SA pilots bring air aid to Africa



Plane at Cape Town International Airport.
(Image: Jeffrey Barbee, For more
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Often the forgotten heroes of humanitarian assistance, pilots play a critical role in making sure that aid gets to where it is needed most around the world. In Africa, South Africa’s highly skilled and experienced pilots do most of this flying to transport aid under UN-sponsored programmes.

In 2007, the UN World Food Programme (WFP) transported about 320 000 passengers and more than 11 000 metric tons of cargo in support of humanitarian operations, according to its aviation unit’s annual report.

With no aircraft of its own, WFP relies almost exclusively on commercial operators, about 50% of whom are South African, according to the agency’s Aviation Unit Chief Pierre Carrasse.

With more than 9 000 registered aircraft, South Africa boasts the largest fleet on the continent and makes the country an obvious source for pilots, he said.

High standards, coupled with fluency in English, keep South Africa’s about 14 000 registered pilots in high demand among humanitarian organisations, according to Mario Sibrian, WFP’s regional air safety officer for southern Africa. As a result, the emergency food agency has located one of its three logistical operations centres in the country.

A second centre was opened in Nairobi, Kenya, to respond to the ongoing humanitarian crises in Chad and Sudan. Although the country has a relatively small pool of about 3,000 registered pilots, Kenya is also a significant player in the aid industry.

Currently, about 80% of Cem Air’s fleet is contracted to international development or aid organisations. That doesn’t surprise Tino Booysen, Cem Air’s chief pilot. While the air cargo industry is often dominated by pilots from eastern Europe, humanitarian agencies need smaller aircraft with crews experienced in flying in Africa.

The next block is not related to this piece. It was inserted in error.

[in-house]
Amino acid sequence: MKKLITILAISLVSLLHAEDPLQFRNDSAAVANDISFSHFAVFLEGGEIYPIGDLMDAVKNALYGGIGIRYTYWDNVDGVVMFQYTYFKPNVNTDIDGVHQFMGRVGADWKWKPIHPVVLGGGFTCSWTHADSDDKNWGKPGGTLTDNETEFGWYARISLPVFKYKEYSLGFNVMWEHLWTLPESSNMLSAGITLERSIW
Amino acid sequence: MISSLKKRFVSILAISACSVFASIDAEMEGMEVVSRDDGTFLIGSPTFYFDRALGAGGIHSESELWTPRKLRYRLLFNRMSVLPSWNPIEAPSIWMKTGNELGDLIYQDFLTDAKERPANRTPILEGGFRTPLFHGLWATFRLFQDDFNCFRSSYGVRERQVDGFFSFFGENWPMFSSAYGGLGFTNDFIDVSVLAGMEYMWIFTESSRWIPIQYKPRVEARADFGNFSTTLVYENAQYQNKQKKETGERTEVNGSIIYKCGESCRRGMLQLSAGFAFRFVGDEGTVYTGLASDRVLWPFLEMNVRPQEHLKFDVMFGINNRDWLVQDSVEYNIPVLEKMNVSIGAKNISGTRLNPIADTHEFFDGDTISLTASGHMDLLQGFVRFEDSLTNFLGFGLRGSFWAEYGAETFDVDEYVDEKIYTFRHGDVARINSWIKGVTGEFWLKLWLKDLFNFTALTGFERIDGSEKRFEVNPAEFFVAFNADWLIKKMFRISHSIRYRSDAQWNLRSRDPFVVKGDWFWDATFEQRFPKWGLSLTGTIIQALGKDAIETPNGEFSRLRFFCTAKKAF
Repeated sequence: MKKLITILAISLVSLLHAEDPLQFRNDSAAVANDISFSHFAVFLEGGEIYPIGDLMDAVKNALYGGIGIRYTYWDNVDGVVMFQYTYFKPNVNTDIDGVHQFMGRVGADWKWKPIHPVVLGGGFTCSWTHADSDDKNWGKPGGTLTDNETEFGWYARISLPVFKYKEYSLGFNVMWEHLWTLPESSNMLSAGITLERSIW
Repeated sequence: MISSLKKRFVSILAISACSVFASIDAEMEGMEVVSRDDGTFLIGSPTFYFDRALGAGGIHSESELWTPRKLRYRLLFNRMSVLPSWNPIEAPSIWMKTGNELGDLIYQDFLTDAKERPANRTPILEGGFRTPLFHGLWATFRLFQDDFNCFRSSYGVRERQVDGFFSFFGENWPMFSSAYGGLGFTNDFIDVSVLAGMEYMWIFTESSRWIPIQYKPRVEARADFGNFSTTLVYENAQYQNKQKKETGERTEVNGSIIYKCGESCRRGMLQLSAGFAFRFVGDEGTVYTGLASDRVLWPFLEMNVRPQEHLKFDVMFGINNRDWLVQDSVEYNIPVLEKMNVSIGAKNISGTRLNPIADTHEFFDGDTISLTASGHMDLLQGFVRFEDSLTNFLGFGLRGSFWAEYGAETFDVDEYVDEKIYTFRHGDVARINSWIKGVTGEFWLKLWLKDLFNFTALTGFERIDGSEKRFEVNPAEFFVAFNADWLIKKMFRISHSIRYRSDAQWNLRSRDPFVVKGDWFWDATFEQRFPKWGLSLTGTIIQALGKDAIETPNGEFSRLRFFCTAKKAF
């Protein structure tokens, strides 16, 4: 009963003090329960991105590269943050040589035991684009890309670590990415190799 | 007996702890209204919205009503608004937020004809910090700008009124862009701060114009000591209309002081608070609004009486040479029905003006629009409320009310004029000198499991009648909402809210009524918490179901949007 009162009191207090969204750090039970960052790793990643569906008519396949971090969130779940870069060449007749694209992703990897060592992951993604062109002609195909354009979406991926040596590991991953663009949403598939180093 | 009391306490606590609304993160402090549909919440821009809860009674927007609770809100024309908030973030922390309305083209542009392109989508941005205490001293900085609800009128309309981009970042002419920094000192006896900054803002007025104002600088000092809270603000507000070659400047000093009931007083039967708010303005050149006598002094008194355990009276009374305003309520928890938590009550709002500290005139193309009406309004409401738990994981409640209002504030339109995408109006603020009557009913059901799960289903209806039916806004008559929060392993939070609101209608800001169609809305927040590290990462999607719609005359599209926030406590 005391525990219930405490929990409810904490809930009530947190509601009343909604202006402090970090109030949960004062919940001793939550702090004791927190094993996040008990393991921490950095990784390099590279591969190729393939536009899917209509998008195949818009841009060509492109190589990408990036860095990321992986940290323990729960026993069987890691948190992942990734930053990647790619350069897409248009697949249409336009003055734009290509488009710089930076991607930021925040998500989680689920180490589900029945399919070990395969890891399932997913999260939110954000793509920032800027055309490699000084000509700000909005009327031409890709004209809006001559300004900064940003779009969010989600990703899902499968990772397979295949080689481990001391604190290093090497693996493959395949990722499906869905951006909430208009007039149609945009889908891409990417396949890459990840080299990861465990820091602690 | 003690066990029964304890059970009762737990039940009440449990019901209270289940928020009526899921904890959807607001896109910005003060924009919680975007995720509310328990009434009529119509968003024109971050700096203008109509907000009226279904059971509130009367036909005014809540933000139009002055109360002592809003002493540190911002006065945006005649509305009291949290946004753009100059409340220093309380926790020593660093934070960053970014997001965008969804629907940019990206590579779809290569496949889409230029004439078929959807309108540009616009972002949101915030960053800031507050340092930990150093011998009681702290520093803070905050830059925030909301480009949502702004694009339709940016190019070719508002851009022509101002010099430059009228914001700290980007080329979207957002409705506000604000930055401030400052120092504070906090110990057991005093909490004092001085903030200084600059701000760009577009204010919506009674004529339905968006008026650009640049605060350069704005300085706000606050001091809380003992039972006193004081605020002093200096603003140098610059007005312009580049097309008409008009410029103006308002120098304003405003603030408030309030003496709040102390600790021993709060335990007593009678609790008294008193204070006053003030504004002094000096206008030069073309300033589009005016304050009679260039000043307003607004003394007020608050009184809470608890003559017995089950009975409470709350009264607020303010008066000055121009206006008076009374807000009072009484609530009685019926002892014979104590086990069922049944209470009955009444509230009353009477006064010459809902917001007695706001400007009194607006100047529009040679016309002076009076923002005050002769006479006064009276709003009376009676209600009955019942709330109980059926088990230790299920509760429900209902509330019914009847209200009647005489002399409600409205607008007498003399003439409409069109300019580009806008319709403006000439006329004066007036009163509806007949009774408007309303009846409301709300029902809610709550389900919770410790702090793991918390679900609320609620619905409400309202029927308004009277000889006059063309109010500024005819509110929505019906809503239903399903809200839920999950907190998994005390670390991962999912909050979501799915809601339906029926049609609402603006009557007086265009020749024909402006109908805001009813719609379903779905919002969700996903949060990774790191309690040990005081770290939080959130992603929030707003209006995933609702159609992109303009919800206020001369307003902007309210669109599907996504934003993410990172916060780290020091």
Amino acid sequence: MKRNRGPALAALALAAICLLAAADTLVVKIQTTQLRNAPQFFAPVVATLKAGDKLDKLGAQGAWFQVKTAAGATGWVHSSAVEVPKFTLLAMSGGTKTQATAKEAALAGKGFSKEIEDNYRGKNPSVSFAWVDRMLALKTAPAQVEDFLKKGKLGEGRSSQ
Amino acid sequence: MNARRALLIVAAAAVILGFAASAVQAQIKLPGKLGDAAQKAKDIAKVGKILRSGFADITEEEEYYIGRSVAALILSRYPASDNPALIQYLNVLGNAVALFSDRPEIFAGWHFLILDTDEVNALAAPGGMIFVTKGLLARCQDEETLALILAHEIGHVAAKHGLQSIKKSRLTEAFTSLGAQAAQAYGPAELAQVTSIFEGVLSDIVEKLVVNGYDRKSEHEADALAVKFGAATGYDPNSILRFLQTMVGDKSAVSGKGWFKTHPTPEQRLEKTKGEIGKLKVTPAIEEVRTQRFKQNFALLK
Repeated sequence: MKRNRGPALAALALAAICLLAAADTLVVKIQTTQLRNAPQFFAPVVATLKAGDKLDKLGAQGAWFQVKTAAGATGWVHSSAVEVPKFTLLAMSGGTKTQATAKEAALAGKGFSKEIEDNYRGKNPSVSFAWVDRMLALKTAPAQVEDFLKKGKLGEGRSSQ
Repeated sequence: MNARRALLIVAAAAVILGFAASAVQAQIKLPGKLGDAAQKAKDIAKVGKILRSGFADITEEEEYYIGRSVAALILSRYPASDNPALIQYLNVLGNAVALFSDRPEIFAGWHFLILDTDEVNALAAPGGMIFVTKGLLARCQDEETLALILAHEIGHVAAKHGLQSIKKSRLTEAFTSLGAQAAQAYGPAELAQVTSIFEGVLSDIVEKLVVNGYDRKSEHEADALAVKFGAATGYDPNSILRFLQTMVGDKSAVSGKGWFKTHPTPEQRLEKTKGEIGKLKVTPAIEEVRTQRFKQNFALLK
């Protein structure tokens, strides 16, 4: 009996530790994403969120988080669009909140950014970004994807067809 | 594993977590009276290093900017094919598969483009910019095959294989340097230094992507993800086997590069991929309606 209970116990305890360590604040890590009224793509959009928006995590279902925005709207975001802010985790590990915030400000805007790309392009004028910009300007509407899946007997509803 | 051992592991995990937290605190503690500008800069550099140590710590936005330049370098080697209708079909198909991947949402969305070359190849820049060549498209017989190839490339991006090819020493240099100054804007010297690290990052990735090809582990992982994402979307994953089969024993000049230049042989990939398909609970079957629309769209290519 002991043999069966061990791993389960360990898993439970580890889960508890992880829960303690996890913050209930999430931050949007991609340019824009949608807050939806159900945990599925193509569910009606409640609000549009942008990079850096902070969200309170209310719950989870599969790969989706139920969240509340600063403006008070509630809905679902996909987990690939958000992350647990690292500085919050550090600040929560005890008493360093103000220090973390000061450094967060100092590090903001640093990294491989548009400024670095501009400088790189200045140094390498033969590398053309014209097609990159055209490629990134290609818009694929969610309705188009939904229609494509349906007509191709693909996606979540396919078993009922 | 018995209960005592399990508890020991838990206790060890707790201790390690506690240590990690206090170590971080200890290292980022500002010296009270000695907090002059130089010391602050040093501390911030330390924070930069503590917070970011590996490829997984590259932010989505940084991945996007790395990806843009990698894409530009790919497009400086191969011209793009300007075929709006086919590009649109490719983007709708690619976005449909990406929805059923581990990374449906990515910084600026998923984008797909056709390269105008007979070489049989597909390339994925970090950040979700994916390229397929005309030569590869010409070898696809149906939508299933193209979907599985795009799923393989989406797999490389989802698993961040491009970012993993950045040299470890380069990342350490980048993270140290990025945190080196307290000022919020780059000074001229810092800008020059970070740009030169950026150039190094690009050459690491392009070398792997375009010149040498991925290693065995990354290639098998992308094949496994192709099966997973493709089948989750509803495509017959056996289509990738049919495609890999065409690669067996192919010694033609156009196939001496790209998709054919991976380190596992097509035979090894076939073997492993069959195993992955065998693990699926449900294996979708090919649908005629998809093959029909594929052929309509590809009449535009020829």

“In places like the Democratic Republic of Congo,” he said, “you need an exceptional kind of pilot because you are not just a pilot, you’re everything – you’re doing your own flight plans, paying the landing fees, trying to get accurate weather forecasts, and making sure the passengers are there.” The DRC currently has the largest UN peacekeeping force in the world.

These additional responsibilities translate into substantially higher levels of pay for charter pilots than those with comparable years of experience in the commercial sector.

“If you fly anywhere in Europe you’re on radio control – someone knows where you are, but Africa is very hostile to aircraft and that’s why the safety record is what it is,” said Booysen. The continent’s equatorial weather systems are among the most treacherous in the world, he added, making experience vital.

The ultimate price

Despite this experience, the pilots sometimes pay the ultimate price.

A plane crash in the hills of eastern DRC this month claimed the lives of 15 international and local aid workers as well as its two pilots, one of them 23-year-old South African Rudi Knoetze, who had made captain just three months before.

Air Serv International, a non-profit organisation providing air transport to international organisations, had chartered the aircraft, a Beechcraft 1900, from Knoetze’s employers, Cem Air, a South Africa-based company.

On Wednesday, Air Serv International confirmed that the cause of the 1 September crash remained unknown, but preliminary reports indicated that bad weather may have been a factor.

Rudi was laid to rest in full captain’s uniform on 12 September.

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